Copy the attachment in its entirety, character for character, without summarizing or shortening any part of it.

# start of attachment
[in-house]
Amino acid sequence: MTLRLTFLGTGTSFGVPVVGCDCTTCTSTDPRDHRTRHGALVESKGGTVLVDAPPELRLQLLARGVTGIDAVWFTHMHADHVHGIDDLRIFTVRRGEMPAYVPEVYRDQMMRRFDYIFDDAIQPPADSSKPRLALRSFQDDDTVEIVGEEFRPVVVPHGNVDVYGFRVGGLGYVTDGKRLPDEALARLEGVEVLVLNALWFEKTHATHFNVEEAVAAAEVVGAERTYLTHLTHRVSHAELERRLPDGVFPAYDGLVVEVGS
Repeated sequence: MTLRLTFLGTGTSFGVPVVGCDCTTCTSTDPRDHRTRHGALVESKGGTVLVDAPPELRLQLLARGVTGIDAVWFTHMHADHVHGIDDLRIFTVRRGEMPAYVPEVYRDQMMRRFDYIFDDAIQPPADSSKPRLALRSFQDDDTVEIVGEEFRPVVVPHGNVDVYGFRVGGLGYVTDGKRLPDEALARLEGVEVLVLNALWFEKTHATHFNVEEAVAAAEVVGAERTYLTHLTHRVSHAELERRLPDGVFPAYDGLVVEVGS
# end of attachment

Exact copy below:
[in-house]
Amino acid sequence: MTLRLTFLGTGTSFGVPVVGCDCTTCTSTDPRDHRTRHGALVESKGGTVLVDAPPELRLQLLARGVTGIDAVWFTHMHADHVHGIDDLRIFTVRRGEMPAYVPEVYRDQMMRRFDYIFDDAIQPPADSSKPRLALRSFQDDDTVEIVGEEFRPVVVPHGNVDVYGFRVGGLGYVTDGKRLPDEALARLEGVEVLVLNALWFEKTHATHFNVEEAVAAAEVVGAERTYLTHLTHRVSHAELERRLPDGVFPAYDGLVVEVGS
Repeated sequence: MTLRLTFLGTGTSFGVPVVGCDCTTCTSTDPRDHRTRHGALVESKGGTVLVDAPPELRLQLLARGVTGIDAVWFTHMHADHVHGIDDLRIFTVRRGEMPAYVPEVYRDQMMRRFDYIFDDAIQPPADSSKPRLALRSFQDDDTVEIVGEEFRPVVVPHGNVDVYGFRVGGLGYVTDGKRLPDEALARLEGVEVLVLNALWFEKTHATHFNVEEAVAAAEVVGAERTYLTHLTHRVSHAELERRLPDGVFPAYDGLVVEVGS